Den of the Cyphered Wolf

Tuesday, November 21, 2017

Once Upon a Time is Smarter Than People Give It Credit For

So I came across this article about Once Upon a Time and... it has a point. I don't completely agree with it (mostly because I'm having too much fun) but it's argument is firmly based upon knowledge of the series I can't argue with.

But I do have one bone to pick. The article called Once dumb. To be fair I'm only dogpiling on the article because it provides me a good opportunity to use Once as a case study for an idea that's been rolling around in my head for a good long time.

Once Upon a Time has a ridiculous premise. What if a bunch of fairy tale creatures got transported to the real world? But I love speculative fiction and one of the rules for engaging with speculative fiction is the ridiculousness of the premise is irrelevant, what matters is what a work manages to do with it. My favorite TV show amounts to what if one of the stupidest conspiracy theories of the last century was real.  One of the most thought-provoking movies I've ever seen amounts to what if we were all living in a computer program, and one of the most important books ever penned is basically what if a bunch of farm animals formed a communist society.

The silliness of the premise isn't what matters.  What matters is what the work manages to do with that premise and Once is kind of clever on that count. That's not to say the show doesn't have it's problems it has the same pitfalls as most network television with wonky pacing and at times it can feel like a Disney promo but it does have a fairly clever and consistent theme.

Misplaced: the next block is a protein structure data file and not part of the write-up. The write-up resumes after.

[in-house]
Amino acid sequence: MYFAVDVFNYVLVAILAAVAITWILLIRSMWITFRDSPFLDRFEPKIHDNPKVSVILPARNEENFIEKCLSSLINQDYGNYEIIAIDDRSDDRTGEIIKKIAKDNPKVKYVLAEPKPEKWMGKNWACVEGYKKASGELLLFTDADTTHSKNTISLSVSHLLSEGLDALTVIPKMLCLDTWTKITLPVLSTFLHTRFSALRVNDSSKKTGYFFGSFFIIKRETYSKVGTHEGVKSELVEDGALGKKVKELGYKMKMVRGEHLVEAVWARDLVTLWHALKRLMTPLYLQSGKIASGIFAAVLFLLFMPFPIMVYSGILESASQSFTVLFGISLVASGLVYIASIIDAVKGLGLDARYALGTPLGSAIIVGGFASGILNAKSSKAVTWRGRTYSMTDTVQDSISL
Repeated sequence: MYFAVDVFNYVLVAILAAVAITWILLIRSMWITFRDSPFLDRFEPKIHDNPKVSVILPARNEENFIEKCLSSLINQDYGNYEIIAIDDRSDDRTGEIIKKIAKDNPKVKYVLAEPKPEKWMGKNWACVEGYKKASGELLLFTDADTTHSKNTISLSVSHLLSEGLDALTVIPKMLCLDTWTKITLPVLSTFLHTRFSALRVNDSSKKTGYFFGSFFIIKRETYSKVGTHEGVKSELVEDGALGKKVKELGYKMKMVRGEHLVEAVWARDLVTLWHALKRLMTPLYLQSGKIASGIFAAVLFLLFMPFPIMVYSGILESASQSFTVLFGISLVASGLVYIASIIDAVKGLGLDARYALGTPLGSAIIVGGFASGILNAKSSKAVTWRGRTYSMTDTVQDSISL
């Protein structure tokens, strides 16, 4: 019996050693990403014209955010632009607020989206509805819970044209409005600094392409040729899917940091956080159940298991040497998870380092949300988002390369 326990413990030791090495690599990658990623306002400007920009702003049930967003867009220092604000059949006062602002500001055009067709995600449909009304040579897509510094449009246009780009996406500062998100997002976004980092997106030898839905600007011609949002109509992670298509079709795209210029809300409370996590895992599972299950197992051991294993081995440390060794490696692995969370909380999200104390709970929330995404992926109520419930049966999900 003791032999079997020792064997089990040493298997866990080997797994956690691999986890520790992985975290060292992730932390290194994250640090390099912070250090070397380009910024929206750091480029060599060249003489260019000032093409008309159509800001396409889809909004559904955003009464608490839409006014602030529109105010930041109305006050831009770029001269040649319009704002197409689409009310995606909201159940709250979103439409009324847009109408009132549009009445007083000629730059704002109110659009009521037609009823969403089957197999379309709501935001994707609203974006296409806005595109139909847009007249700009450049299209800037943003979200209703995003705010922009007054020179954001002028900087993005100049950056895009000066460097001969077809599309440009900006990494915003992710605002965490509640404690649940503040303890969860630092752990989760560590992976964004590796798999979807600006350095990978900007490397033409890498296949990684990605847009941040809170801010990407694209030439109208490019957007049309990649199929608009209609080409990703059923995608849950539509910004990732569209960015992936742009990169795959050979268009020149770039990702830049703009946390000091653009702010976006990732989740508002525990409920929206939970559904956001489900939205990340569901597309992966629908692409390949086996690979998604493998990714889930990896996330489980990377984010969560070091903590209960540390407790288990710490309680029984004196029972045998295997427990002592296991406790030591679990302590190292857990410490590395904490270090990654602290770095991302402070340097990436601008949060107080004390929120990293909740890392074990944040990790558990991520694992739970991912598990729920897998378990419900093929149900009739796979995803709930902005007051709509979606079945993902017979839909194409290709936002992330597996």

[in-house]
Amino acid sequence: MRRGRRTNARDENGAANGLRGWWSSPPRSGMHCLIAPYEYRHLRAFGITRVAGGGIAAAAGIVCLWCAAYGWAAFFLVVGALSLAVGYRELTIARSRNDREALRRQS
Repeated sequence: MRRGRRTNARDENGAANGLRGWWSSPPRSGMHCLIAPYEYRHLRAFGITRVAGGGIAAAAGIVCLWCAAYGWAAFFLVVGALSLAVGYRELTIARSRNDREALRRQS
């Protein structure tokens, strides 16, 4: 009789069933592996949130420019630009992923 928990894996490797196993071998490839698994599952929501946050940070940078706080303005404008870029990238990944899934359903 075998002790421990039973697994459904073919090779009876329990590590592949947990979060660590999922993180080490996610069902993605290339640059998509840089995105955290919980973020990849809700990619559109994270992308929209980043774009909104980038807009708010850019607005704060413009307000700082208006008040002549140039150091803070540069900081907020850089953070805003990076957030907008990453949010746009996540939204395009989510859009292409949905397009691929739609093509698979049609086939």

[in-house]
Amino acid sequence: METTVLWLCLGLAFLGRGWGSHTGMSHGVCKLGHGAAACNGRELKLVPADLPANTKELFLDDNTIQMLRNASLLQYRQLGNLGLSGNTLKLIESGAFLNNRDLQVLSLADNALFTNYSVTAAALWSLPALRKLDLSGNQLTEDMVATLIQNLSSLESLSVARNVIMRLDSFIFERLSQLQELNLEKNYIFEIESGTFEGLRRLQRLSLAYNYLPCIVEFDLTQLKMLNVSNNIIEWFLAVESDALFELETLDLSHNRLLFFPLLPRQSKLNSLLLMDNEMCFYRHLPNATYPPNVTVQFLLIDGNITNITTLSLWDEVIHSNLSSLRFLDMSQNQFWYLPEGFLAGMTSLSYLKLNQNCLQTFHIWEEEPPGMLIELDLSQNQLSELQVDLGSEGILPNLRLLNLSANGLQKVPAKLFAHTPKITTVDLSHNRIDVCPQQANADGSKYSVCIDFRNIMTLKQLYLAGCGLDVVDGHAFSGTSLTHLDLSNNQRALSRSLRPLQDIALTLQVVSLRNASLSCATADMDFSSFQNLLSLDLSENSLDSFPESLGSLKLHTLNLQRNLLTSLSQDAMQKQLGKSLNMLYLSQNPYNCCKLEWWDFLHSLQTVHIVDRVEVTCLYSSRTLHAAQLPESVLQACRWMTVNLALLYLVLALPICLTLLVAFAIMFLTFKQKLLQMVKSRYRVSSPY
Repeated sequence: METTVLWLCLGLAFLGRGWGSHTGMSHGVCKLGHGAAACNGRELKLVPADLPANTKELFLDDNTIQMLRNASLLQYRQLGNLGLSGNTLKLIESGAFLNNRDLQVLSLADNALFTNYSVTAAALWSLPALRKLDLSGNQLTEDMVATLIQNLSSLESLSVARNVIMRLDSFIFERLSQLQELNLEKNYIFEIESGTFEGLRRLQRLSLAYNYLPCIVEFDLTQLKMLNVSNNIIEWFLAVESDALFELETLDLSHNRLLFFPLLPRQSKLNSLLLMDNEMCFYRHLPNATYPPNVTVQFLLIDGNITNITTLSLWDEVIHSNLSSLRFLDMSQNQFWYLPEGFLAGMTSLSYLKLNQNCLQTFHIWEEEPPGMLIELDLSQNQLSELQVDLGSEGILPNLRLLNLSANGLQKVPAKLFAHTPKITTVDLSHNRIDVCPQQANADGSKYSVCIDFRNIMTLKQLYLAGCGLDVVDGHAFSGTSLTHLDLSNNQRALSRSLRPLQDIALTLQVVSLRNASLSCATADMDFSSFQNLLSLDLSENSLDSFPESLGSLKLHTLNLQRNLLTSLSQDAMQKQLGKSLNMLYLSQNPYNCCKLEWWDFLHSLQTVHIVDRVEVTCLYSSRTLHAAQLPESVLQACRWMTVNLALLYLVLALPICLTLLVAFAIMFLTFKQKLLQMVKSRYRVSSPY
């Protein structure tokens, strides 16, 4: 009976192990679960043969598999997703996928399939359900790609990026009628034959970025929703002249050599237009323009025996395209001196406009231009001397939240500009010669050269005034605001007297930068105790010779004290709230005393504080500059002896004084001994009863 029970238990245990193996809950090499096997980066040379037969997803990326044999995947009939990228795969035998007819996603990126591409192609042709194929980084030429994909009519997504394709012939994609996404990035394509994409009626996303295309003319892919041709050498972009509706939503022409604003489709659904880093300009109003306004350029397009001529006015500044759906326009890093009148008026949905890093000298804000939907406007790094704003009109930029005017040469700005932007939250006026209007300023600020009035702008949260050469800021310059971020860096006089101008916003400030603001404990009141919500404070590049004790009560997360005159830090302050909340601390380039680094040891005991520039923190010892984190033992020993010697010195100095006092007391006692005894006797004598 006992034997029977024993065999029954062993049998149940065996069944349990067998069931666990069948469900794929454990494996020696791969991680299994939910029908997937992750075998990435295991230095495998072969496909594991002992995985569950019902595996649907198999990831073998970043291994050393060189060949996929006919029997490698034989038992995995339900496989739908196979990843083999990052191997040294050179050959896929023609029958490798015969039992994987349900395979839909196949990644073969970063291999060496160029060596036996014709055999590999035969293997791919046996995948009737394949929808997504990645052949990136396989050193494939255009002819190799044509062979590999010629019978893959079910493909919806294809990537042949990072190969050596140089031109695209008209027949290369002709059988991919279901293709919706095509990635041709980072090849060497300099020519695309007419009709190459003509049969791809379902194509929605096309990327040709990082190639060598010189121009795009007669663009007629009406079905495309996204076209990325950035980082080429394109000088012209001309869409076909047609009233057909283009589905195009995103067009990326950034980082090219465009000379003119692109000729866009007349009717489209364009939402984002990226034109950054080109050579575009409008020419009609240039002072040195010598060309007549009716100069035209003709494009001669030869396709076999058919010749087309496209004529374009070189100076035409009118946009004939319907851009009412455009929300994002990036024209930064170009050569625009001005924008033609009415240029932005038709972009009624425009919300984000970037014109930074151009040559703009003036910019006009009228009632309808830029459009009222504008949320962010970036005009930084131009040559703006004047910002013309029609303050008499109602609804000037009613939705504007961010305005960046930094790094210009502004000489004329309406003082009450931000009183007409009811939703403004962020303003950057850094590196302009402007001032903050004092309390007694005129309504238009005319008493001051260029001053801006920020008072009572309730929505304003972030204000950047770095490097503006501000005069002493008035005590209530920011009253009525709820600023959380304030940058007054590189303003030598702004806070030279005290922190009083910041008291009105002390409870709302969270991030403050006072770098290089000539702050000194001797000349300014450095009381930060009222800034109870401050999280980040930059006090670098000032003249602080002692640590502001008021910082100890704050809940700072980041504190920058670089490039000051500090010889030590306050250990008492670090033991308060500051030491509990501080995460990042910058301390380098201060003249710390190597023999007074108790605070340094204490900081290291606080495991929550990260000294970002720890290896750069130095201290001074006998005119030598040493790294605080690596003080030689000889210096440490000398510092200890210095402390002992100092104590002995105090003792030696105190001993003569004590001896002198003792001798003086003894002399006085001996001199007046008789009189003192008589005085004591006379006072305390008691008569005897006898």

Fable Morality

While it's not the only reason to tell a fairytale one of the primary purposes to tell one is to communicate a simple moral truth to children who may otherwise be blind to it. The series inverts this by using the binary nature of fairytale morality to explore a deeper question of morality. What responsibility do adults, namely parents have to live up to the moral standards set by their children?

Almost every major conflict in Once Upon a Time's seven seasons either is or is the result of a parent failing to live up to their kid's moral standards and getting viciously called out on it.

The series pilot drops the gauntlet when 10-year-old Henry shows up to call his biological mother out on giving him up for adoption and running away from her responsibilities to him (Note: That's not how I feel about adoption but that is the show.) and it never lets up.

This is what the show is about.

By the way. "Manhattan" is for my money the best episode of the entire series and a distillation of what at it's best it is. If you're curious but don't think you'll be able to get over the premise I recommend watching that episode first to get your feet wet though it might lessen the impact of various plot revelations. 

Once basically makes nearly every character it casts as a fairytale villain look their kids in the eye and account for their sins and that's a genuinely clever conceit.

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